FREE school meal vouchers for struggling families will be available again from next week – we explain where you can spend them.

Supermarkets that are taking part in the scheme include Tesco, Morrisons and Aldi.

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Free school meals: All the supermarkets where you can spend vouchers including Tesco, Morrisons and Aldi

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Parents can get free school meal vouchers or parcelsCredit: Getty Images – Getty

The government confirmed the return of school meal vouchers in an update today following backlash over "unacceptable" food parcels sent to parents.

Photos of the meagre food packages have gone viral online after being highlighted by football legend Marcus Rashford.

The Manchester United ace was behind the original government U-turn on feeding the UK's most vulnerable kids during previous lockdowns.

We explain everything you need to know about how the free school vouchers work.

The scheme is due to start again from this Monday, January 18.

Free school meals: All the supermarkets where you can spend vouchers including Tesco, Morrisons and Aldi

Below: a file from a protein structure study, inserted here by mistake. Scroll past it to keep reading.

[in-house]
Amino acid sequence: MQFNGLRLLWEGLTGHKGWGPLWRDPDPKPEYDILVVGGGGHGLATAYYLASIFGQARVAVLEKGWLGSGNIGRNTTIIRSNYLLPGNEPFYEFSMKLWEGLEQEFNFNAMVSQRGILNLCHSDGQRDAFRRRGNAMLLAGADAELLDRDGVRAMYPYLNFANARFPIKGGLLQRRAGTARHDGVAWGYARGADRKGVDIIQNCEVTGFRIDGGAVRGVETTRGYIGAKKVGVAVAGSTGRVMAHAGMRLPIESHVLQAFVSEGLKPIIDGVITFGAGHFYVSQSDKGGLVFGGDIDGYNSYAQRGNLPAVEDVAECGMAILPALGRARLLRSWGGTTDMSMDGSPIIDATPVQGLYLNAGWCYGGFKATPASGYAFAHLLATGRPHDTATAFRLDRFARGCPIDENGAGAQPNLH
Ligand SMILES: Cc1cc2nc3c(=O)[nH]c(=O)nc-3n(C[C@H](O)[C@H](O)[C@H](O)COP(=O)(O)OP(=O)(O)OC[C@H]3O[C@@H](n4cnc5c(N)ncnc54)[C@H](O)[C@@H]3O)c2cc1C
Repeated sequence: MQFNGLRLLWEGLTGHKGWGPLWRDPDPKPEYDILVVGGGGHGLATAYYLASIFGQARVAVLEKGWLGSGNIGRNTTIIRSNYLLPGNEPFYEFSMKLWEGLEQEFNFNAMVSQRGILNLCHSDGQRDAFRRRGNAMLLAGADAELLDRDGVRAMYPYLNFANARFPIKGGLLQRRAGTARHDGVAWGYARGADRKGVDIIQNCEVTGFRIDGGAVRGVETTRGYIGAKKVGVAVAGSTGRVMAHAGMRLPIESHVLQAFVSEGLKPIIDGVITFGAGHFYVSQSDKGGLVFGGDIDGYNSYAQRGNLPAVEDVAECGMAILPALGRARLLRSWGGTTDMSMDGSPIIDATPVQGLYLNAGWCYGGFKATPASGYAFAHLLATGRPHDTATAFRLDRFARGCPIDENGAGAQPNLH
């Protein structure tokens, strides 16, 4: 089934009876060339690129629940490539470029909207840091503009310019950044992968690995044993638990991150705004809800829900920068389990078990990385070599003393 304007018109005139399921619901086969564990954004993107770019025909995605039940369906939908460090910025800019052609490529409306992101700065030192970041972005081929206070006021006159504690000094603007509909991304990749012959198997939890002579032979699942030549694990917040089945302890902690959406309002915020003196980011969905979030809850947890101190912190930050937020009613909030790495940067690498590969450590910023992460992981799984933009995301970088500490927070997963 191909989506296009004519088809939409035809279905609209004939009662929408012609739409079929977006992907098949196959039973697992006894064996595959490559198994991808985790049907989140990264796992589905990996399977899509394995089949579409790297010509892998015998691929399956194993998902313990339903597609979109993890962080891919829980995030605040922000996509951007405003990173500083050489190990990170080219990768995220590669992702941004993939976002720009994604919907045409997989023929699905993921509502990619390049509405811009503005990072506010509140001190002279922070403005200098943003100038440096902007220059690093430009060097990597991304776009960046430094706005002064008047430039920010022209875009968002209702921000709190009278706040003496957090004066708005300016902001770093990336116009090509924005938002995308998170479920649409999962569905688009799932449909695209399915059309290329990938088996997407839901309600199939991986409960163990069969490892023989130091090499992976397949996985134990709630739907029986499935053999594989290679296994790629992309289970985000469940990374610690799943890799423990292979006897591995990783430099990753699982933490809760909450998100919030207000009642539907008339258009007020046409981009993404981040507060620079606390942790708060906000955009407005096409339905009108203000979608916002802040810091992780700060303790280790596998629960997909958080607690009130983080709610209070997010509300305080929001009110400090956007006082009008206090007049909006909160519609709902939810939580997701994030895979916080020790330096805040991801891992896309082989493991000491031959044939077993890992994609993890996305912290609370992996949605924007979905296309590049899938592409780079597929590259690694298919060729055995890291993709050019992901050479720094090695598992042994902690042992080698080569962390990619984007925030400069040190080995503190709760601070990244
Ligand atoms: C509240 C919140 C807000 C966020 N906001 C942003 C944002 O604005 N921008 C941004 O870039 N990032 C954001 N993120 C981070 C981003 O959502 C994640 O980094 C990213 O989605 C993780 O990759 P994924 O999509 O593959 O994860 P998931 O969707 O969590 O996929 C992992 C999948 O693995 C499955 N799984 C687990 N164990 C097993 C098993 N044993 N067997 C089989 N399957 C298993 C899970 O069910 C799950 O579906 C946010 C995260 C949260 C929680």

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Some families were given part of a carrot and half a tomato in their food parcels
Free school meals: All the supermarkets where you can spend vouchers including Tesco, Morrisons and Aldi

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Other families have slammed the food parcels as not being enough

What are free school meal vouchers?

As part of the government scheme, parents of children who usually get free meals at school can get supermarket vouchers worth £15 per week, per child.

Alternatively, schools can claim up to £3.50 per pupil, per week, on top of their usual funding to provide food parcels.

The government is urging schools to use this approach wherever possible, but is ultimately up to each establishment to decide whether to send vouchers or parcels.

But the food packages have been met with controversy after parents say they've been handed tiny parcels containing paltry supplies.

With the vouchers, parents have the freedom to decide what to buy their children for lunch.

It comes as primary and secondary schools have been forced to close until at least February half term.

They will only stay open for vulnerable children and the children of key workers. Nurseries are allowed to stay open as usual.

How do I apply for free school meal vouchers?

Like with previous voucher schemes, the Department for Education has confirmed it's working with Edenred UK to supply the gift cards.

Under the latest guidance, the government says schools are responsible for ordering vouchers on their pupils behalf.

Once the vouchers have been confirmed, schools should then be able to send e-gift cards or print off vouchers for eligible families.

The vouchers can be sent by email, or parents will be allowed to collect printed vouchers from schools.